Thus, the dreaded examination seasons, when you cram 5 subjects across three days.
The game takes around 60MB of memory on average, and runs on about 2% of my i5 CPU.
@drequivalent Yup. The developer is making the choice to force their users to pay thousands of times over for their one-time convenience.
@freakazoid @drequivalent that core reasoning, "...computers are good enough that we don't need to optimize (much or at all)." is behind my personal dislike for most of the bits of tech I genuinely hate.
's why I dislike (most) operating systems almost by default.
Most squabbles (nano/vim/emacs, Mac/Win/Nix/etc) are about *preference*, and at heart I really don't care.
Failure to be cognizant of tech barriers, especially when claiming "moar compatible", is *deeply problematic*.
@eryn @drequivalent Right. It's true that we don't need to use hand-coded assembly anymore (and in fact that's often worse). It's also true that we can often use interpreted or higher-level languages that don't produce such optimal code. And we can use libraries with relatively abstract APIs rather than having everything be purpose-built all the way down. But once you're throwing in a whole browser and two different JS runtimes you've gone too far.
Not applicable for large co’s, ofc, but many Electron apps are made by individuals. Their time and resources are valuable too.
@nornagon @drequivalent Also, we're asking developers to put in the effort ONCE to learn something better, at which point it's more like 20% more effort, if even that. And now they can make more money professionally programming too rather than spending the rest of their lives as "web developers" who can't be bothered to learn any actual programming skills.
@riga Again. Electron gets bashed not because it's accessible.
Electron gets bashed because it's inefficient, wasteful and low-quality.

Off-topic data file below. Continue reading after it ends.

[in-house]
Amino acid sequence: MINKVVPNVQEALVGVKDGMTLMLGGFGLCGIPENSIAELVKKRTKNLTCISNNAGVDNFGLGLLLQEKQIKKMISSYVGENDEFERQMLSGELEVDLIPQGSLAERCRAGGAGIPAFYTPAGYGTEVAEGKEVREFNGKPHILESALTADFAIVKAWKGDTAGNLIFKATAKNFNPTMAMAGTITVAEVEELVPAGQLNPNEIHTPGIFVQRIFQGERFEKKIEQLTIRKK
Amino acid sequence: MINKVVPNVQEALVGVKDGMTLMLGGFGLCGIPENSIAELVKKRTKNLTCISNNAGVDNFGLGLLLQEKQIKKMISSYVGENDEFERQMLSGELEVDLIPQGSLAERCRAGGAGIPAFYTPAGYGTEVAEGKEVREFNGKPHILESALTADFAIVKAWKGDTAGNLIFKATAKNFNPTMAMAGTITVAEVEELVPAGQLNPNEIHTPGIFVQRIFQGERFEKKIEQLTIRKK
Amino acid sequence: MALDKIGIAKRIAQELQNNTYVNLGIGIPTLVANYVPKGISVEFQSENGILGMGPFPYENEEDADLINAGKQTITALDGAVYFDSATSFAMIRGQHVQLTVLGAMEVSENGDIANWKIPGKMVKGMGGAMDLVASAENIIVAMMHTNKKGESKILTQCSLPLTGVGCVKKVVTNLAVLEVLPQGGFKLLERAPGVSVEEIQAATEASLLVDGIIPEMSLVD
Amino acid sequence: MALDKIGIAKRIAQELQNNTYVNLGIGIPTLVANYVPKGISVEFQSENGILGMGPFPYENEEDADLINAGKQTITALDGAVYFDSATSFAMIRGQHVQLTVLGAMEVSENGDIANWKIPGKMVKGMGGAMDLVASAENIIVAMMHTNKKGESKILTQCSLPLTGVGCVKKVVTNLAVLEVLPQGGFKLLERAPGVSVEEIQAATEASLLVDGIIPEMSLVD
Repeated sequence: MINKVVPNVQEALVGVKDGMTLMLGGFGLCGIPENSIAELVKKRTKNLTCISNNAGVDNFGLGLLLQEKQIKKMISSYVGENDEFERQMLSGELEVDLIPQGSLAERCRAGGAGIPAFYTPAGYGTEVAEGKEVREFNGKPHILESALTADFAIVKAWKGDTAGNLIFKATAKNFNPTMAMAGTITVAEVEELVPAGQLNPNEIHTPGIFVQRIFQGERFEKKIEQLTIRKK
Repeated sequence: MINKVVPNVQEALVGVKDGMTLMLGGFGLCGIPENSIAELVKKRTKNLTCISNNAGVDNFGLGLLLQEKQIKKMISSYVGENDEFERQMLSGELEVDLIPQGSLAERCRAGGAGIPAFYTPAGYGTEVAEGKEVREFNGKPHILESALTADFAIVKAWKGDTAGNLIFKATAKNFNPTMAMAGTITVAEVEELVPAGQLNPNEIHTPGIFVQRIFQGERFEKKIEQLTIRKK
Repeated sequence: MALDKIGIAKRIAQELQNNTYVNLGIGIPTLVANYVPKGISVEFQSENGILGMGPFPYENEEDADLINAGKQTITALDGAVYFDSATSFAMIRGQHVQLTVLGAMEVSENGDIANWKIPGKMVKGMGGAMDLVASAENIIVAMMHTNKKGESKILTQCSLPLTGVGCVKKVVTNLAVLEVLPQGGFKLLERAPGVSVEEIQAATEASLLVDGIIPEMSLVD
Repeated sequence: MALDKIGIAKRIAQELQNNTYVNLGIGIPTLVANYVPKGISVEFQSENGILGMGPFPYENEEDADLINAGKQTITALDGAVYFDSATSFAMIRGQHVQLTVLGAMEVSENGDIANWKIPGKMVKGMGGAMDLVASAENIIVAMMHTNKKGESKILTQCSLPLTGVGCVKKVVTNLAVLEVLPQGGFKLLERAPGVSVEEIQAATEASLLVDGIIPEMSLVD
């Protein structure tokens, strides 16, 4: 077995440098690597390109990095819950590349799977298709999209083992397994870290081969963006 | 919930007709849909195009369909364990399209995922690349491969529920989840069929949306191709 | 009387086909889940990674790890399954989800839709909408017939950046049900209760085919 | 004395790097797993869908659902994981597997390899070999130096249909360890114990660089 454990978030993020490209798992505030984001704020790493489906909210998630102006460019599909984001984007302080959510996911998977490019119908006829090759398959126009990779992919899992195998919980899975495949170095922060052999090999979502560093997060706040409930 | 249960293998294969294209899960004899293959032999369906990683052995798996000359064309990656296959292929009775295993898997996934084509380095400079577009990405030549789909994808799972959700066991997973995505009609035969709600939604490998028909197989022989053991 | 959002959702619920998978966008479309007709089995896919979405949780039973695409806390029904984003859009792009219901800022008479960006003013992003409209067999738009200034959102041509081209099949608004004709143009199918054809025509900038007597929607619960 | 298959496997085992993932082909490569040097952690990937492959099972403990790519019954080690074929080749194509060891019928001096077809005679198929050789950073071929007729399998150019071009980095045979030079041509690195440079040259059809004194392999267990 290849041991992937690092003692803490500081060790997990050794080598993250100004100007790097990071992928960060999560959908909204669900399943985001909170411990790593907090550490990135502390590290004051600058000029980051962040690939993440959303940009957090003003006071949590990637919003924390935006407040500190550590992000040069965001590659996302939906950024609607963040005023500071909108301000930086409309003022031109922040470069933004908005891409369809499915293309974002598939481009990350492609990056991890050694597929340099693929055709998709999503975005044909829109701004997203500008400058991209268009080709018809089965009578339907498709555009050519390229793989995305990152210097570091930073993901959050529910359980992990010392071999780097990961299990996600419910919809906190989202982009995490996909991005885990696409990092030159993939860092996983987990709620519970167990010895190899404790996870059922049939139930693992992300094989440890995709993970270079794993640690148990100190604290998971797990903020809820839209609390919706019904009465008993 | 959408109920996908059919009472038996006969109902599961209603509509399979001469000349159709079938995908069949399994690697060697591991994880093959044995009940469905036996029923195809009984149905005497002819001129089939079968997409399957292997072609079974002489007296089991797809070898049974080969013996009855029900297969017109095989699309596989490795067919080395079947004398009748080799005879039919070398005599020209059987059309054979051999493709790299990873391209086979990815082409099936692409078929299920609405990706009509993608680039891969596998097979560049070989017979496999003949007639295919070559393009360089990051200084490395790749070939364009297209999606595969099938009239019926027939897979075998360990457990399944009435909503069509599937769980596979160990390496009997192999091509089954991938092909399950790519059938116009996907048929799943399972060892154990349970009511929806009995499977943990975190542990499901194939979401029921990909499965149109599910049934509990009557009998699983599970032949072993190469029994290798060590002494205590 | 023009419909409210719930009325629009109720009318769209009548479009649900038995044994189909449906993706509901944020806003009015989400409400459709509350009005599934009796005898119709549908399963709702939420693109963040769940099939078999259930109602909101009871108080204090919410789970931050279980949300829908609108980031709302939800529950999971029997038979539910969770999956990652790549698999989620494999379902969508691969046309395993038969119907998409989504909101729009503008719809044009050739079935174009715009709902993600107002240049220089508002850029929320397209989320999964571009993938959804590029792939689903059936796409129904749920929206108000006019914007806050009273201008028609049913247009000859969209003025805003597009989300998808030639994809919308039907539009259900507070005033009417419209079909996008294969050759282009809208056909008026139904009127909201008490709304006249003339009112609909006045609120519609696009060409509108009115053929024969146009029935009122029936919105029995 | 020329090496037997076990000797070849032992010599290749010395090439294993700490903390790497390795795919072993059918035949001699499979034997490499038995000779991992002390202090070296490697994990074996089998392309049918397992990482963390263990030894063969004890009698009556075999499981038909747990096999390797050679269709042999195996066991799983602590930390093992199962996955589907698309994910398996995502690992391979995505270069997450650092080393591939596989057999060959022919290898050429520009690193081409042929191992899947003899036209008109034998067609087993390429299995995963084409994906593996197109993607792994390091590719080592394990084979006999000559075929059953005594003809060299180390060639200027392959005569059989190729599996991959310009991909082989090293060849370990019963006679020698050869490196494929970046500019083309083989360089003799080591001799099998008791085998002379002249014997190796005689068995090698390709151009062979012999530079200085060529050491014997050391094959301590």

@drequivalent @freakazoid @nornagon I agree with that, but I wonder if people appreciate how good the ergonomics of the stack is compared to the alternatives. With Electron, I get to use a simple functional architecture that has very predictable properties. I get to use a well-designed language that balances simplicity and safety (Typescript) I get to use an extremely well-documented and supported set of libraries and API's.
Efficiency is something we as developers can choose to reasonably trade off against, it is not the only measure of quality.
There isn't an all-around better solution today for what Electron does. Better on one or two dimensions? Yes, of course. At everything? No.
Wasting people's resources on bullshit is low-quality programming and shouldn't be legitimized. For fuck's sake, the program that put man on the moon was 4 kilobytes in size.
But we need ways to use those nice new paradigms (react and friends) on the desktop without running more blood copies of chrome. “
See also this post of his about tribes: https://josephg.com/blog/3-tribes/
What is it about using more resources than necessary that bothers you? Is it inherently irksome (i.e. you value efficiency for efficiency's sake)? Or is there something beneath that in your value system that makes efficiency important?
@nornagon Efficiency for efficiency's sake, sure. Efficient is beautiful.
But most important, I think the devs should think about not only themselves but also others. The more efficient your shit is, the less pointless work it does, the less time and resources it consumes, the more shit the user wiil be able to do.